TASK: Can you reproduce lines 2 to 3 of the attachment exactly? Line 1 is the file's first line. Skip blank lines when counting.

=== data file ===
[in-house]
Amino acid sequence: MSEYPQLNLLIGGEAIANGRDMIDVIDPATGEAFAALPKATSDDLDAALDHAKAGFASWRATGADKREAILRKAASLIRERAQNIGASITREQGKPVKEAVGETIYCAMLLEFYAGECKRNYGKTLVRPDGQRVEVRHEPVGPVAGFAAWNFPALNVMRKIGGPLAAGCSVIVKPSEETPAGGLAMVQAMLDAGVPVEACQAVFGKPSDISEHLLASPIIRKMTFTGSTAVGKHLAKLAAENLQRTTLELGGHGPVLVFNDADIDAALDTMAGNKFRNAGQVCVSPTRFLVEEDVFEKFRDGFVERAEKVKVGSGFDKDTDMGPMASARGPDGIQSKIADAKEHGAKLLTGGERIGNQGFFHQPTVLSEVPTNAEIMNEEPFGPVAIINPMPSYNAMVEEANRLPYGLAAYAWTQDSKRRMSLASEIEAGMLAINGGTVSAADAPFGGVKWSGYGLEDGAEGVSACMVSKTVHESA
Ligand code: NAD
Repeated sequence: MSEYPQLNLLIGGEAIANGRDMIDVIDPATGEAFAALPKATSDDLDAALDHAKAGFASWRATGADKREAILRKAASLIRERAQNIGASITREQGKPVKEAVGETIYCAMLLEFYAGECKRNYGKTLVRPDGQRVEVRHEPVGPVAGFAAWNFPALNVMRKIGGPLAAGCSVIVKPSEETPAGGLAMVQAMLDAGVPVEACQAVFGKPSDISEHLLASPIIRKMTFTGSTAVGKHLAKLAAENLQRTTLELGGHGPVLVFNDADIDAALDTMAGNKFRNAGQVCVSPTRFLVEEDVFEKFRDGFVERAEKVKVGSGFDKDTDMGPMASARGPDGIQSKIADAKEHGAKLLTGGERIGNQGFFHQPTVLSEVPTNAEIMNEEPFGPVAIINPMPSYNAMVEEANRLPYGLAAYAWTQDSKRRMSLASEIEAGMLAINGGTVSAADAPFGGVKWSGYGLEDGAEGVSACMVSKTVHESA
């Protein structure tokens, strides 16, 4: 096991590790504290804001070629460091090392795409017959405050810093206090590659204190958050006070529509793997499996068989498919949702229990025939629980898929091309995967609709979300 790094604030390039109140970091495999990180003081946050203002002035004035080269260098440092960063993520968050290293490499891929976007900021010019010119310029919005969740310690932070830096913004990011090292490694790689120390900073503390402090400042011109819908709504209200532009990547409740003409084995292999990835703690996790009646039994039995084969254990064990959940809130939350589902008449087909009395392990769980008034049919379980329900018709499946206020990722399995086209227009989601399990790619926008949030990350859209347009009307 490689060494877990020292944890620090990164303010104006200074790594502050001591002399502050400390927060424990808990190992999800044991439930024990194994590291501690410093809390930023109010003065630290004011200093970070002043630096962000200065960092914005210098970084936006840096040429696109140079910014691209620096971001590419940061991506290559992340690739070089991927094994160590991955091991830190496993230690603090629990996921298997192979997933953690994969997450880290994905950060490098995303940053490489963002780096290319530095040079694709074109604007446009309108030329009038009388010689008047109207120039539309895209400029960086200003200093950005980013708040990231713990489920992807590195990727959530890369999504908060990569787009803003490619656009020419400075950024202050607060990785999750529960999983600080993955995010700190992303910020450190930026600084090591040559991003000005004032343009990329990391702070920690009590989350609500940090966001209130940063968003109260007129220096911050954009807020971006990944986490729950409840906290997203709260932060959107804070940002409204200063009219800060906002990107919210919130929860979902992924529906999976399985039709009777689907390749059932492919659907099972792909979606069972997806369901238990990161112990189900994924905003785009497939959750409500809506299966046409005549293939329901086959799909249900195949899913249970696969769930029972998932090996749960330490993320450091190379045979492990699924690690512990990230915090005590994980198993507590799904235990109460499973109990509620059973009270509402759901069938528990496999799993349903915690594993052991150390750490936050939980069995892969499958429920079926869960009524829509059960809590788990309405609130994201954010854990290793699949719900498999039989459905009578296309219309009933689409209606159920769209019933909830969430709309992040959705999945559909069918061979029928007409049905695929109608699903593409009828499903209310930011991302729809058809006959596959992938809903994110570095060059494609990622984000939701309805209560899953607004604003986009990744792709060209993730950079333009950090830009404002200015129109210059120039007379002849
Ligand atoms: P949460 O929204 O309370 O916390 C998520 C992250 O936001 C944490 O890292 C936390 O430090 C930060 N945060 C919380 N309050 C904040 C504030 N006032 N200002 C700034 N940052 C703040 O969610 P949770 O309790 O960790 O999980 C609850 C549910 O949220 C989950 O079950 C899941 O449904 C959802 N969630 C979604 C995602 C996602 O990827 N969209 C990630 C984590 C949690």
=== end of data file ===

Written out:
Amino acid sequence: MSEYPQLNLLIGGEAIANGRDMIDVIDPATGEAFAALPKATSDDLDAALDHAKAGFASWRATGADKREAILRKAASLIRERAQNIGASITREQGKPVKEAVGETIYCAMLLEFYAGECKRNYGKTLVRPDGQRVEVRHEPVGPVAGFAAWNFPALNVMRKIGGPLAAGCSVIVKPSEETPAGGLAMVQAMLDAGVPVEACQAVFGKPSDISEHLLASPIIRKMTFTGSTAVGKHLAKLAAENLQRTTLELGGHGPVLVFNDADIDAALDTMAGNKFRNAGQVCVSPTRFLVEEDVFEKFRDGFVERAEKVKVGSGFDKDTDMGPMASARGPDGIQSKIADAKEHGAKLLTGGERIGNQGFFHQPTVLSEVPTNAEIMNEEPFGPVAIINPMPSYNAMVEEANRLPYGLAAYAWTQDSKRRMSLASEIEAGMLAINGGTVSAADAPFGGVKWSGYGLEDGAEGVSACMVSKTVHESA
Ligand code: NAD